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  • Life-everlasting:Nature and Culture on Sapelo Island
  • Mary Hussmann (bio)

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Figure 1.

"Though it was early morning, the day was already hot. I could smell the salty earth smell of the sea marsh that stretched out in front of us, cut by a tidal channel." Photograph courtesy of Mary Hussmann.

Though it was early morning, the day was already hot. I could smell the salty earth smell of the sea marsh that stretched out in front of us, cut by a tidal channel. The ferry, Anne Marie, sat at the end of the pier, where men busily loaded boxes and construction materials onto the open deck. Some in our party frantically dialed cell phones and made last minute calls, unsure whether they'd find service on the island. The rest of us milled around waiting to load the backpacks, suitcases, and boxes of food piled on the dock. After we had hauled our things onto the boat, I walked up to the highest deck as we churned away from shore. A few puffy clouds cast their reflections on the glassy water, and gulls wheeled in our wake. Though the trip to the island took a half hour through the tidal river and out into the sound, we were too excited to sit down and instead stood at the rails, watching as a porpoise arced alongside. [End Page 7]

Fourteen of us, eleven students and three teachers, had made the twenty-four hour bus trip south from St. Lawrence University in upstate New York. After a night in Savannah, we were on our way to Sapelo Island off the coast of Georgia, a sea island accessible only by boat. My friend Margaret, who teaches autobiography and Caribbean and African American literature, had been intrigued by a Geechee memoir she had taught called God, Dr. Buzzard, and the Bolito Man, by Sapelo resident and activist Cornelia Bailey. Margaret had asked me to team teach a summer course on the Geechee/Gullah culture of Sapelo Island. My brother Ben, a history teacher, also taught and traveled with us. Meeting twice daily and covering a book a day, we had spent an intense week on campus studying the history, culture, and ecology of the island. The culmination of the course was a week on Sapelo, staying at Nancy and Caesar Banks's guesthouse in Hog Hammock, the last Gullah/Geechee community on a sea island not connected to the mainland.

As the Anne Marie chugged into Marsh Landing, I looked around at Margaret and the students. We were an unlikely group. Ben and I are white midwesterners; Margaret is African American and was raised in Mississippi and Florida. The students were equally split along racial lines. There was smiling Laura from Puerto Rico, warm and generous with everyone; ornery Turquoise, whose constant grumpiness made the rest of us laugh; "Big George," a beguiling smooth talker from the inner city; Maia, another city kid, smart and creative and burning with fury at the white privilege around her; quiet Amanda, book smart but unschooled in the hip city ways of her peers. Sarah and Erin were sorority girls, one from small town Utah, the other from a 'burb in the northeast, yet both had perfected the disinterested affect of affluent young adults. Erika and Jordy were the disaffected outsiders, financial aid students from small northeastern towns. Becky, the daughter of a friend and not too academically inclined, seemed simply along for the ride. Precocious Jessa was only fifteen, the daughter of good friends and taking her first trip on her own. [End Page 8]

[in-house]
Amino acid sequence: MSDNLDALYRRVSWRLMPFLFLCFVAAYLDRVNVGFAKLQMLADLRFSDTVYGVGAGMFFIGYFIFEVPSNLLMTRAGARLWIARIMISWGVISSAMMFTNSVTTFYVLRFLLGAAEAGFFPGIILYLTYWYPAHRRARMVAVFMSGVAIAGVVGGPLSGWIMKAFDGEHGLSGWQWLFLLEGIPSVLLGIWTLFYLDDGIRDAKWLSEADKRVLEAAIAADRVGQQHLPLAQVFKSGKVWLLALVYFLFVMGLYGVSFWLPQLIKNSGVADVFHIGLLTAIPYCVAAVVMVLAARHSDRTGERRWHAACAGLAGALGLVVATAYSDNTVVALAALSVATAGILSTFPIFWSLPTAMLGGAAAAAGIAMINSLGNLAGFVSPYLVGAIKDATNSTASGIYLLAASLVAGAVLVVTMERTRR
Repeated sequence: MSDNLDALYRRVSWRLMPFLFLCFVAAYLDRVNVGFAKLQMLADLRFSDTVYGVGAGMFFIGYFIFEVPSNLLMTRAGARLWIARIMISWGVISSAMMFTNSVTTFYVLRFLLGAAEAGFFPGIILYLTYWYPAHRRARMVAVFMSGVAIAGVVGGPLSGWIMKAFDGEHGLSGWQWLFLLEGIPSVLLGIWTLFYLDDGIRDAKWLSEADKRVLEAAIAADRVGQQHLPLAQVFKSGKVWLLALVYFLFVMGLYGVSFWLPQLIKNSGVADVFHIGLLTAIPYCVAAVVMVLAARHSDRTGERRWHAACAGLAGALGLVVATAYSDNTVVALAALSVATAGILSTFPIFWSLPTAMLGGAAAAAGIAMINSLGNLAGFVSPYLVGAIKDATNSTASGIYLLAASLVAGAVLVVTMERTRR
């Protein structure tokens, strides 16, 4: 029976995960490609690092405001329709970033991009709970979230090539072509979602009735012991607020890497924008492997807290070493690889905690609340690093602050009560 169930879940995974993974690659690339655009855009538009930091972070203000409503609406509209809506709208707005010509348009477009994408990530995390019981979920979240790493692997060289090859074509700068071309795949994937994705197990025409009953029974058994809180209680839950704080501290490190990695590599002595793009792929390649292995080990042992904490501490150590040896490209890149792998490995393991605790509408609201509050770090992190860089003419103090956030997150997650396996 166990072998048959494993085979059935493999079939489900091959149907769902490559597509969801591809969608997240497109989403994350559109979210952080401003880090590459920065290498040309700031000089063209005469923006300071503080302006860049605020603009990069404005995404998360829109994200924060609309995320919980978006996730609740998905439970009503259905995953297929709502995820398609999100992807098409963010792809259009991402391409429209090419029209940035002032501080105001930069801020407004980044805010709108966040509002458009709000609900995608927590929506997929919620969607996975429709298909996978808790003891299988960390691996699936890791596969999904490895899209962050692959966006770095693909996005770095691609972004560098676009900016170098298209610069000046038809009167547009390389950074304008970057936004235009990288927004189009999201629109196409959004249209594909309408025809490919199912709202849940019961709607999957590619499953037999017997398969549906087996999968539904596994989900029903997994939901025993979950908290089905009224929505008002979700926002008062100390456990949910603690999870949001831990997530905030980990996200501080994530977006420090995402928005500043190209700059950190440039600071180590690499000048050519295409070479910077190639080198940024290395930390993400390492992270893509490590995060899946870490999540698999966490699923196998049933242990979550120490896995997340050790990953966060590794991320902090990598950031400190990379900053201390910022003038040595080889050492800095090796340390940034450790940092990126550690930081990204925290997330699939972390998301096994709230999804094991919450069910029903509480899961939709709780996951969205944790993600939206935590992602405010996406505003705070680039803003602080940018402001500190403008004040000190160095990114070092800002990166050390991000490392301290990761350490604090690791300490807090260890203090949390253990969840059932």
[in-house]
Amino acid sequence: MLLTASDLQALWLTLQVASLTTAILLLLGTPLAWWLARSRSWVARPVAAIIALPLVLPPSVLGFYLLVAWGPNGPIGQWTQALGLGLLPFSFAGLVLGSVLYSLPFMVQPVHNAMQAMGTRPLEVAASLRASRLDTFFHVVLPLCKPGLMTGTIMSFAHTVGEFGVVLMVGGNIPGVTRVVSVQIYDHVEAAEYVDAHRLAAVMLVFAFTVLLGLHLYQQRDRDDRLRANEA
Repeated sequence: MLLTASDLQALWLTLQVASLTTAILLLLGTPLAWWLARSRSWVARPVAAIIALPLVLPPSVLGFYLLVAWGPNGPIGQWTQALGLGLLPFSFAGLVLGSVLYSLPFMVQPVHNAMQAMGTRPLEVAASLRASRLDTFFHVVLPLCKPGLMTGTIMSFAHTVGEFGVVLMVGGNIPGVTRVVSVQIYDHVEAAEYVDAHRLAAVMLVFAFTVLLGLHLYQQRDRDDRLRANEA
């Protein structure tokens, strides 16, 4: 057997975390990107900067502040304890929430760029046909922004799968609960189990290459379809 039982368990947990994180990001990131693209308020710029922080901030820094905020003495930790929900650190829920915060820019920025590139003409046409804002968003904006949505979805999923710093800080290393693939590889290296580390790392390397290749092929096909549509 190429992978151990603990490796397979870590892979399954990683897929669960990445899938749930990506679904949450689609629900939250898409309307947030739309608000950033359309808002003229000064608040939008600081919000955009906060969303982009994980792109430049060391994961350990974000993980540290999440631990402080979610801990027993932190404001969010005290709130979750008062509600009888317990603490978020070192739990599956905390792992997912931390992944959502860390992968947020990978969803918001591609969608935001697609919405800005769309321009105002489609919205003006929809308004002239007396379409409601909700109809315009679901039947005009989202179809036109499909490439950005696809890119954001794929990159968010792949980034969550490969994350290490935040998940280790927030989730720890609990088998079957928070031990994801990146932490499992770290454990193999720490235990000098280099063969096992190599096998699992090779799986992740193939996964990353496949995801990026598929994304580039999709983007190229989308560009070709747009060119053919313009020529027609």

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Figure 2.

"Fourteen of us, eleven students and three teachers, had made the twenty-four hour bus trip south from St. Lawrence University in upstate New York. After a night in Savannah, we were on our way to Sapelo Island off the coast of Georgia, a sea island accessible only by boat." Preparing to leave from Canton, New York, courtesy of Mary Hussmann.

Back on campus, Margaret and I had noticed that most students segregated themselves in the classroom along racial as well as economic lines, and...

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Additional Information

ISSN
1534-1488
Print ISSN
1068-8218
Pages
pp. 7-32
Launched on MUSE
2006-03-06
Open Access
No
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